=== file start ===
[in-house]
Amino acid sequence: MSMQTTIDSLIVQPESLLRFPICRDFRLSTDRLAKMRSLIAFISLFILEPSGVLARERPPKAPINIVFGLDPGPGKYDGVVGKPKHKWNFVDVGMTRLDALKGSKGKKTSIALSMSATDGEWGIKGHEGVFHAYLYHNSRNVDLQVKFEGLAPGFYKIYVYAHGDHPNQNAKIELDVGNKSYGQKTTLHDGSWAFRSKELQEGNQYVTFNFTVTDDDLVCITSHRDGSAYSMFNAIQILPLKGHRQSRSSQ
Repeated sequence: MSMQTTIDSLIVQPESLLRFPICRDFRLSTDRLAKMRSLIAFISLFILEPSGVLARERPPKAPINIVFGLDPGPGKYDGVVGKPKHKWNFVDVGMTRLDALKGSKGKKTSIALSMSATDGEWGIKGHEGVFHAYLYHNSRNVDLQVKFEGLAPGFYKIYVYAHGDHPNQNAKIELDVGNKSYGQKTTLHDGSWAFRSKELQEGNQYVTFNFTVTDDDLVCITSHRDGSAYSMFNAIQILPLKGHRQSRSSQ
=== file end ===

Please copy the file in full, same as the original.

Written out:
[in-house]
Amino acid sequence: MSMQTTIDSLIVQPESLLRFPICRDFRLSTDRLAKMRSLIAFISLFILEPSGVLARERPPKAPINIVFGLDPGPGKYDGVVGKPKHKWNFVDVGMTRLDALKGSKGKKTSIALSMSATDGEWGIKGHEGVFHAYLYHNSRNVDLQVKFEGLAPGFYKIYVYAHGDHPNQNAKIELDVGNKSYGQKTTLHDGSWAFRSKELQEGNQYVTFNFTVTDDDLVCITSHRDGSAYSMFNAIQILPLKGHRQSRSSQ
Repeated sequence: MSMQTTIDSLIVQPESLLRFPICRDFRLSTDRLAKMRSLIAFISLFILEPSGVLARERPPKAPINIVFGLDPGPGKYDGVVGKPKHKWNFVDVGMTRLDALKGSKGKKTSIALSMSATDGEWGIKGHEGVFHAYLYHNSRNVDLQVKFEGLAPGFYKIYVYAHGDHPNQNAKIELDVGNKSYGQKTTLHDGSWAFRSKELQEGNQYVTFNFTVTDDDLVCITSHRDGSAYSMFNAIQILPLKGHRQSRSSQ